Food Allergy Diagnosis Guidelines Created


There sure are a lot of new food rules lately. The newest report comes from the Wall Street Journal: The National Institute for Allergy and Infectious Diseases has finally issued clinical guidelines for diagnosing and treating food allergies. The guidelines will hopefully eliminate the hoard of allergy misdiagnoses.

Even if you're not allergic to mollusks, it's going to hurt if one of them spews hot garlic butter on you. The Marin Independent Journal reports that escargot sales have skyrocketed after a lawsuit regarding exploding snails. Seafood Peddler in San Rafael, California doubled their usual escargot sales last weekend. Days before, Chadwick St.-OHarra and Steve Righetti testified in small claims court that they were injured and soiled by escargot that jumped 2-3 inches after being stuck with cocktail forks during a June dinner.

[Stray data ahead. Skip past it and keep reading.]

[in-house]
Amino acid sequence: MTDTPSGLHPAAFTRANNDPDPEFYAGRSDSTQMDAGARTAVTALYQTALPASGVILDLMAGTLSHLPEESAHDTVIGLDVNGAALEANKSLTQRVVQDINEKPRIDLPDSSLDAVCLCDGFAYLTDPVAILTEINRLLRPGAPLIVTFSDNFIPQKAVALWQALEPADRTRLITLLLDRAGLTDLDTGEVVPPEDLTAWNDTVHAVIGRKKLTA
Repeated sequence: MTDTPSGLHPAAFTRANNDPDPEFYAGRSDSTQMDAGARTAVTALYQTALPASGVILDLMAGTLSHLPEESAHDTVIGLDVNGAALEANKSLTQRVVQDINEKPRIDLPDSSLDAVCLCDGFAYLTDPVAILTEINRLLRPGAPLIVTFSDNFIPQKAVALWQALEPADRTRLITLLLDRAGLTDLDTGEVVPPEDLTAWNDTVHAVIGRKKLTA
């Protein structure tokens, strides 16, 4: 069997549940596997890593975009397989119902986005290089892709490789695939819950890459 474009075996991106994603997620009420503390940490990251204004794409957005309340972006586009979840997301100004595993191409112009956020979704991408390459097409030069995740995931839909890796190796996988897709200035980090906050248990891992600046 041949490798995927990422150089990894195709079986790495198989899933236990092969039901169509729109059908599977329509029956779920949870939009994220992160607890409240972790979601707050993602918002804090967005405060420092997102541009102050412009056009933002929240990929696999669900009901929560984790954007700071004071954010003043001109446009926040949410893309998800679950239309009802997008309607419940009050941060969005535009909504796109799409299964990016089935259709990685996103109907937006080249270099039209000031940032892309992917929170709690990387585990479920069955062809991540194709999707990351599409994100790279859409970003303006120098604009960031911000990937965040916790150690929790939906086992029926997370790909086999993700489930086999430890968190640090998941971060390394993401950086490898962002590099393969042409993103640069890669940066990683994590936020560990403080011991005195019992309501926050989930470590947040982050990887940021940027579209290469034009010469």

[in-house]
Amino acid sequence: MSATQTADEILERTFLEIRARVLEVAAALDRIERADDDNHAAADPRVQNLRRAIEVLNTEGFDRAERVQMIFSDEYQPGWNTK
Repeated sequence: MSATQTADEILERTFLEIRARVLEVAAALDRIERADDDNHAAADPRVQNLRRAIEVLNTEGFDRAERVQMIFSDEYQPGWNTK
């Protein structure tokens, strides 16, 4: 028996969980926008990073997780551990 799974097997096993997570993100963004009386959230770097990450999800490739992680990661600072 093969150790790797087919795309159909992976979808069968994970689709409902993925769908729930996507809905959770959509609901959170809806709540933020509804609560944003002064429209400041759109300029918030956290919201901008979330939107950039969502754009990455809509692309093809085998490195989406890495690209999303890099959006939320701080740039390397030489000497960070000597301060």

And the next food-related lawsuit will be against Australian fast-food companies emailing coupons for free meals to kids under age 12. According to the Daily Telegraph Australian chains Happy Jack and Taco Bill have both started online "kids clubs" for direct marketing to kids. Groups including he Obesity Policy Coalition, World Health Organization, and Diabetes Australia have filed a complaint with the government to outlaw such marketing.

Here's to Mr. Food and an oh so good 30th anniversary. Fox News questions why the local news 90-second foodie isn't more popular with the hep-cat foodies


Support Local Journalism.
Join the Riverfront Times Press Club

Local journalism is information. Information is power. And we believe everyone deserves access to accurate independent coverage of their community and state. Our readers helped us continue this coverage in 2020, and we are so grateful for the support.

Help us keep this coverage going in 2021. Whether it's a one-time acknowledgement of this article or an ongoing membership pledge, your support goes to local-based reporting from our small but mighty team.

Join the Riverfront Times Club for as little as $5 a month.